Thus Omidyar seems very much a part of the “neo-liberal order” which, as Patrick Smith noted above, the United States has been pushing “on a global scale, admitting of no exceptions.” So it is not surprising to see him playing a role in trying to spread this order to Ukraine, in tandem with the overt efforts and backroom machinations of the U.S. government. Omidyar is, openly, a firm adherent of the neo-liberal order — privitazing public assets for individual profit, converting charity and state aid to profitable enterprises for select investors, and working to elect or install governments that support these policies.

None of these activities are illegal. None of them necessarily preclude him also funding independent journalism. But I can’t see that it is unreasonable to bring up these facts and point them out. I don’t think it’s unreasonable to apply the same kind of considered skepticism toward this billionaire oligarch that you would apply to any other. For instance, if one of First Look’s websites publishes some blistering expose on the nasty machinations of some other oligarch or corporate figure, I don’t think it will be unreasonable for people to look and see if the target happens to be a rival of Omidyar’s in some way, or if his or her removal or humbling would benefit Omidyar’s own business or political interests. One does the same with the New York Times and its obvious pro-Establishment agenda, or with Rupert Murdoch’s newspapers, and so on; the wider context helps the reader put articles in perspective, and weigh them accordingly. It doesn’t mean the facts of this or that particular story are untrue; it does mean they aren’t swallowed whole, uncritically, without awareness of other agendas that might be in play.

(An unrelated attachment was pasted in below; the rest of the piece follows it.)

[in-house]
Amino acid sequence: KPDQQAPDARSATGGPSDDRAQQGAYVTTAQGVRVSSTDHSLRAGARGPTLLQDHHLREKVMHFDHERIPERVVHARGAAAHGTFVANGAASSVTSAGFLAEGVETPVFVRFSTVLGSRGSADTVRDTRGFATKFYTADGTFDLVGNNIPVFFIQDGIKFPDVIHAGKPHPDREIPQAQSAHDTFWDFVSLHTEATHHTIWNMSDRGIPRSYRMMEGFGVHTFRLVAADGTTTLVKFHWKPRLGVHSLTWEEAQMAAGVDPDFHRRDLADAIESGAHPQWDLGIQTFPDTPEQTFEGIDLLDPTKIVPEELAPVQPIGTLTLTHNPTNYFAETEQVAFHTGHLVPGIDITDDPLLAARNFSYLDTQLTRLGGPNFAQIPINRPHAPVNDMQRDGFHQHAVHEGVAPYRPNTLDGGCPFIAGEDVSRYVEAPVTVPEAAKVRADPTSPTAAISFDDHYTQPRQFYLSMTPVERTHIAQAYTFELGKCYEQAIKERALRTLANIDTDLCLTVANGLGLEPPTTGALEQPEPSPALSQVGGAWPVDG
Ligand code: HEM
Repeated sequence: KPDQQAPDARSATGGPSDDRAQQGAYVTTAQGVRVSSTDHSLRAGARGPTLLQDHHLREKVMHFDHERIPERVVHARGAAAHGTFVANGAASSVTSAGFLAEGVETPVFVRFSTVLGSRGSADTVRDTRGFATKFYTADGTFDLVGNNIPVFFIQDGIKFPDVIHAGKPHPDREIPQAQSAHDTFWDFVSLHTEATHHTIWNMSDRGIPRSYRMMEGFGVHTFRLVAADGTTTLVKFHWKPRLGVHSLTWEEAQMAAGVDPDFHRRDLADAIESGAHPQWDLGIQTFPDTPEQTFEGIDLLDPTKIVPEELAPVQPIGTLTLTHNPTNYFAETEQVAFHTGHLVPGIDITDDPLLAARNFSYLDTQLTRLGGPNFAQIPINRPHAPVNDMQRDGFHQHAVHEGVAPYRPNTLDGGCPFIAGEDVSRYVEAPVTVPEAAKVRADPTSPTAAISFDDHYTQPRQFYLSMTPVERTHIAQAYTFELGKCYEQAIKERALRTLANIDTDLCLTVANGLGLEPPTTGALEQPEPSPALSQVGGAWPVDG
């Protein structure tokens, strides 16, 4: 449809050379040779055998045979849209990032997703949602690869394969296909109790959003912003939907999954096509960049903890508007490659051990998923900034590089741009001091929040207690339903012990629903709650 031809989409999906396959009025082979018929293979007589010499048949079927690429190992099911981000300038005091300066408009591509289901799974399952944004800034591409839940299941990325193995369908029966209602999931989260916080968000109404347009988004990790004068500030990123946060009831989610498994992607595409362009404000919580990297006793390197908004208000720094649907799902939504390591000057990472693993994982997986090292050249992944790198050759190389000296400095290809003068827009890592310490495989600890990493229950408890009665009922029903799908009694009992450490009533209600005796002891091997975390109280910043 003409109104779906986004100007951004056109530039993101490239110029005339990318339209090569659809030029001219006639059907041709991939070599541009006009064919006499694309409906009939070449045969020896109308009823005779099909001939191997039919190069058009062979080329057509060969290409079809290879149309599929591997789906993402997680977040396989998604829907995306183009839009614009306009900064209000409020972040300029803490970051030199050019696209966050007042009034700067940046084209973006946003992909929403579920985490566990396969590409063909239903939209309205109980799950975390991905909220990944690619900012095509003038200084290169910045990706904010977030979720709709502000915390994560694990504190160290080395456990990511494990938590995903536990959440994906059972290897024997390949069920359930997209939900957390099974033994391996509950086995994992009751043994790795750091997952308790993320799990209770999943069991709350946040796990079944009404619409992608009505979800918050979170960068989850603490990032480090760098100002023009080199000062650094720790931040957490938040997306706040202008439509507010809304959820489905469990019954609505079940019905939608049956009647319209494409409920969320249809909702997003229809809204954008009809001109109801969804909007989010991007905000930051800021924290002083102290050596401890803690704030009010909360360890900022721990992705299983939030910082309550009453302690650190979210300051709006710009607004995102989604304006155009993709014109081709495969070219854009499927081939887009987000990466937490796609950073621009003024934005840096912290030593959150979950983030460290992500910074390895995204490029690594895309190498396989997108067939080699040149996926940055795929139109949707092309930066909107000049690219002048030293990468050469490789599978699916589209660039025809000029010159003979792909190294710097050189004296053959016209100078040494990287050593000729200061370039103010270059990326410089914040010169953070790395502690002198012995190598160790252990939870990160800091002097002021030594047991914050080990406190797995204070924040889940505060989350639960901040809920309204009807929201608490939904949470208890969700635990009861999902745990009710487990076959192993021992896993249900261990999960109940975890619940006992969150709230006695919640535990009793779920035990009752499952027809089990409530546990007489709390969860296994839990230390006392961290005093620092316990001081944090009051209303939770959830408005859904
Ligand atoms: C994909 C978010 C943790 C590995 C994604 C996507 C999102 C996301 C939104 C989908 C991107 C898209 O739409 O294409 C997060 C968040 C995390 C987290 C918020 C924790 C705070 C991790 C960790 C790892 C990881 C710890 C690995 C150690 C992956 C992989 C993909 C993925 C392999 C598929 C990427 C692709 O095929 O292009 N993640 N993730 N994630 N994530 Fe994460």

This seems so elementary that it’s almost embarrassing to point it out. Yet for the most part, anyone who raises these kinds of questions about Omidyar’s media enterprise has been immediately shouted down, sometimes vociferously, by those who otherwise evince a savvy skepticism toward Big Money and its agendas. Many of those assailing the Pandodaily report about Omidyar and Ukraine pointed out that “this is the world we live in” — a world dominated by Big Money — and you have to make the best of a bad lot. And anyway, news outlets have always been owned by rich and powerful interests, and First Look is no different.

Well yes, exactly. And thus First Look — owned solely by a neo-liberal billionaire, who, as Jeremy Scahill has pointed out, takes a very active interest in the daily workings of his news organization — should be subject to the same standards of scrutiny as any other news outlet owned by the rich and powerful. But this doesn’t seem to be happening; quite the opposite, in fact.